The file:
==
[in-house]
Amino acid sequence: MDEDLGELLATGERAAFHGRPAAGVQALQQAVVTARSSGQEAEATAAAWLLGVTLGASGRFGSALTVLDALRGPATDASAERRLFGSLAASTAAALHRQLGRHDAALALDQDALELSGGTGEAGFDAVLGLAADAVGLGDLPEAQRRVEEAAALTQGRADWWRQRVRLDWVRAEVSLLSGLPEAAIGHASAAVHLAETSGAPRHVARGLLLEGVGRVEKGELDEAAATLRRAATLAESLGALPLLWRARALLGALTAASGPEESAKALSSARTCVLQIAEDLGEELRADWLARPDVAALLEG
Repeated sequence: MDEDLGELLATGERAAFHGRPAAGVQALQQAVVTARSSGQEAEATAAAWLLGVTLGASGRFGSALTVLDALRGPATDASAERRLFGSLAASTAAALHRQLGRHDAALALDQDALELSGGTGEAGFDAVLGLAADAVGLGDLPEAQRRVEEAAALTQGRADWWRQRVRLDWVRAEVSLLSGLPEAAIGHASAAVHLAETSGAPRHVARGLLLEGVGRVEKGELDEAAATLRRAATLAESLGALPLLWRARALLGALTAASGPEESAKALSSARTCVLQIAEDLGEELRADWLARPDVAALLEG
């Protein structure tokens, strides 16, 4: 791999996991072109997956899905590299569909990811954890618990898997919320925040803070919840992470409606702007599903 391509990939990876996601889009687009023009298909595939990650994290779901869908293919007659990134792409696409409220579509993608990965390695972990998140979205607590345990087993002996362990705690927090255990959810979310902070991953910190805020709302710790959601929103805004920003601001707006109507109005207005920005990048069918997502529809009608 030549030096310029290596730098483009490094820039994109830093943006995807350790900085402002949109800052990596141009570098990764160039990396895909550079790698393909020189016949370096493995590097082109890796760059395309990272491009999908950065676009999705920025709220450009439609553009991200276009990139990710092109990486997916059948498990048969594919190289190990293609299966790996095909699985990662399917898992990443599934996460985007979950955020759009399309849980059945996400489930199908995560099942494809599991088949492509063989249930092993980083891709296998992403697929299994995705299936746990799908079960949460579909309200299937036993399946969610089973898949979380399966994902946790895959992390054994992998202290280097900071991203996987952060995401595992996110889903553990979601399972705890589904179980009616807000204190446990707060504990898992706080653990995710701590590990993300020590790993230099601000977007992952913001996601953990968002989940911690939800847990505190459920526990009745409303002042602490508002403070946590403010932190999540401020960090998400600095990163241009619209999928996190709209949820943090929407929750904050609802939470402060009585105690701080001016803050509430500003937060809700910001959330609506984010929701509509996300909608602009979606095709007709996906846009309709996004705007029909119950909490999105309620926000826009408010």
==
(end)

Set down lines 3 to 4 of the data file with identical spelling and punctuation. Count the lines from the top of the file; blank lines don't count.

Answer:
Repeated sequence: MDEDLGELLATGERAAFHGRPAAGVQALQQAVVTARSSGQEAEATAAAWLLGVTLGASGRFGSALTVLDALRGPATDASAERRLFGSLAASTAAALHRQLGRHDAALALDQDALELSGGTGEAGFDAVLGLAADAVGLGDLPEAQRRVEEAAALTQGRADWWRQRVRLDWVRAEVSLLSGLPEAAIGHASAAVHLAETSGAPRHVARGLLLEGVGRVEKGELDEAAATLRRAATLAESLGALPLLWRARALLGALTAASGPEESAKALSSARTCVLQIAEDLGEELRADWLARPDVAALLEG
């Protein structure tokens, strides 16, 4: 791999996991072109997956899905590299569909990811954890618990898997919320925040803070919840992470409606702007599903 391509990939990876996601889009687009023009298909595939990650994290779901869908293919007659990134792409696409409220579509993608990965390695972990998140979205607590345990087993002996362990705690927090255990959810979310902070991953910190805020709302710790959601929103805004920003601001707006109507109005207005920005990048069918997502529809009608 030549030096310029290596730098483009490094820039994109830093943006995807350790900085402002949109800052990596141009570098990764160039990396895909550079790698393909020189016949370096493995590097082109890796760059395309990272491009999908950065676009999705920025709220450009439609553009991200276009990139990710092109990486997916059948498990048969594919190289190990293609299966790996095909699985990662399917898992990443599934996460985007979950955020759009399309849980059945996400489930199908995560099942494809599991088949492509063989249930092993980083891709296998992403697929299994995705299936746990799908079960949460579909309200299937036993399946969610089973898949979380399966994902946790895959992390054994992998202290280097900071991203996987952060995401595992996110889903553990979601399972705890589904179980009616807000204190446990707060504990898992706080653990995710701590590990993300020590790993230099601000977007992952913001996601953990968002989940911690939800847990505190459920526990009745409303002042602490508002403070946590403010932190999540401020960090998400600095990163241009619209999928996190709209949820943090929407929750904050609802939470402060009585105690701080001016803050509430500003937060809700910001959330609506984010929701509509996300909608602009979606095709007709996906846009309709996004705007029909119950909490999105309620926000826009408010």